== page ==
EU Digital Commish: Ja, we should have done more about NSA spying. Europe’s outspoken digi Commissioner, Günther H-dot Oettinger has admitted that the European Commission did too little, too late in reaction to Edward Snowden’s NSA spying revelations. Following a landmark ruling by the European Court of Justice (ECJ) striking down the EU-US data sharing Safe Harbor agreement on Tuesday, Oetti told German daily Der Spiegel that “a mandatory government agreement would be the best solution” but that he didn’t believe it was likely to happen.
The second-best option is a re-negotiated arrangement, said Oettinger, for once sticking to the Commission official line. He said clarity was urgently needed for “the many medium-sized companies that are now feeling insecure”. Safe Harbor is the workaround agreement between the EU and the US that allows international companies to transfer Europeans’ personal data to the US even though the US does not meet the adequacy standards for EU data protection law. The European Parliament has also criticised the Commission.
Safe Harbour and the Rule of Law. Posted by Kevin on September 30, 2015. According to Reuters there has been a strange response from the U.S. mission to the European Union over the Advocate General’s opinion that Safe Harbour isn’t automatically legal (see ECJ throws doubt on the future of EU-US Safe Harbour) “The United States does not and has not engaged in indiscriminate surveillance of anyone, including ordinary European citizens…“We hope that the final judgment of the European Court of Justice takes note of these efforts, inaccuracies in and far-reaching consequences of the Advocate General’s opinion, as well as the significant harm to the protection of individual rights and the free flow of information that would occur if it were to follow the Advocate General’s opinion,” the U.S. mission said.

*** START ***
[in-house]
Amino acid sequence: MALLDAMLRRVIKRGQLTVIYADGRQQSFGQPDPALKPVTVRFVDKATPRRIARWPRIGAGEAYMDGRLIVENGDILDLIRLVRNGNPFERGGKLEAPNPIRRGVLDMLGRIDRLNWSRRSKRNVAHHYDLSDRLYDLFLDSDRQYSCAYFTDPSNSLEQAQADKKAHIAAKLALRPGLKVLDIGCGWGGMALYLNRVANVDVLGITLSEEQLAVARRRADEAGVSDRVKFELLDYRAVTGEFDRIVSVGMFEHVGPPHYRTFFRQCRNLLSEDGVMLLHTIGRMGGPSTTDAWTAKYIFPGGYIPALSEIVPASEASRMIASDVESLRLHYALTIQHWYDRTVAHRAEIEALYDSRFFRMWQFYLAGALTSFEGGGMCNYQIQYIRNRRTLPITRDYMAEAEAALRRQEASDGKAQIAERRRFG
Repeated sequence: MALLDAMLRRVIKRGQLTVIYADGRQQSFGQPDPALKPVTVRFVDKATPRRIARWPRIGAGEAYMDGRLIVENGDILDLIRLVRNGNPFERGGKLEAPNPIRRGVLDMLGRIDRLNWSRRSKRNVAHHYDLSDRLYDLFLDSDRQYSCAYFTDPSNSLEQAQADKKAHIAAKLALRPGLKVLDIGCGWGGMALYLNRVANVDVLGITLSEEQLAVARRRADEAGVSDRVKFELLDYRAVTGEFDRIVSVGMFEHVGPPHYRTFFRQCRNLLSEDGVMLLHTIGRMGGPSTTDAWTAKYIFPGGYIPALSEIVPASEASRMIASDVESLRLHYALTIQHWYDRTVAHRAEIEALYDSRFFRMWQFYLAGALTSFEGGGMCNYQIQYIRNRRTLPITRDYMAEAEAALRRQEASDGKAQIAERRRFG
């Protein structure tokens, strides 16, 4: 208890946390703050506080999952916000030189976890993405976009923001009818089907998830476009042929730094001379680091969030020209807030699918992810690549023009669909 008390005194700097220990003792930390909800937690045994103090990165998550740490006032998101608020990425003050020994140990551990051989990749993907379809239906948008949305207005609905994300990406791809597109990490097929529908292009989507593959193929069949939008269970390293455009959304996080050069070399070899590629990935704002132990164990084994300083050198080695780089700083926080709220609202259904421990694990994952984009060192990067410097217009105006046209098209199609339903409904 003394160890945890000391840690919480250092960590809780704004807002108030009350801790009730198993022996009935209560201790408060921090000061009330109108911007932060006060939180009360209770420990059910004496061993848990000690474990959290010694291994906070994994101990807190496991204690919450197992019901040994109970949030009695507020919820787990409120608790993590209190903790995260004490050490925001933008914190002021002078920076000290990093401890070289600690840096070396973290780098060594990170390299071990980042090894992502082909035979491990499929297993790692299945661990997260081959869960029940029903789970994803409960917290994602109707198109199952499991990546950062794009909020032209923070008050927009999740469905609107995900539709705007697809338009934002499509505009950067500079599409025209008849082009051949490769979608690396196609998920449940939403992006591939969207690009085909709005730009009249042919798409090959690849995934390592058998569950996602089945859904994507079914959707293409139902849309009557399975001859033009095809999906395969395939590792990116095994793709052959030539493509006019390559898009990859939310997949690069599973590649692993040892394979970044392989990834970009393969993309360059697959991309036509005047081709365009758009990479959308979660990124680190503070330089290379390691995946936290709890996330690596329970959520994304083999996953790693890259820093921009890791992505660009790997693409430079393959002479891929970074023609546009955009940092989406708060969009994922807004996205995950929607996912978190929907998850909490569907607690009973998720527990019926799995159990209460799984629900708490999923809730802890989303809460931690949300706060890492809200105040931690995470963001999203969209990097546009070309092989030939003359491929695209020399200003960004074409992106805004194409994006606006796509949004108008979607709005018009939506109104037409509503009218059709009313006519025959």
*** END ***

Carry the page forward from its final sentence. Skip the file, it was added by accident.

So according to this theory (and we won’t even comment on its strange logic), if you don’t break the law indiscriminately you should be allowed to continue and be excused from breaking the law at all. Share This: CELEX:32000D0520:EN:TXT. Do Not Track for Europe by Frederik J. Zuiderveen Borgesius, Aleecia M. McDonald. Online tracking is the subject of heated debates. In Europe, policy debates focus on the e-Privacy Directive, which requires firms to obtain the consumer’s consent for the use of tracking cookies and similar technologies. A common complaint about the Directive is that clicking “I agree” to hundreds of separate cookie notices is not user-friendly.
Meanwhile, there has been discussion about a Do Not Track (DNT) standard, which should enable people to express their wishes regarding tracking with a simple button in their browser. This paper outlines the requirements that are needed for DNT, or a similar system, to be able to help website publishers and other firms to comply with European privacy law. The three main points of the paper are as follows. We analyse the requirements for DNT that follow from European data privacy law. The interdisciplinary paper is written by a European legal scholar and a US scholar of engineering and public policy.
Can Americans Resist Surveillance? by Ryan Calo. University of Washington - School of Law; Stanford University - Law SchoolJuly 23, 2015 University of Chicago Law Review, Forthcoming University of Washington School of Law Research Paper No. 2015-25 Abstract: This essay analyzes the ability of everyday Americans to resist and alter the conditions of government surveillance. Americans appear to have several avenues of resistance or reform. We can vote for privacy-friendly politicians, challenge surveillance in court, adopt encryption or other technology, and put market pressure on companies not to cooperate with law enforcement.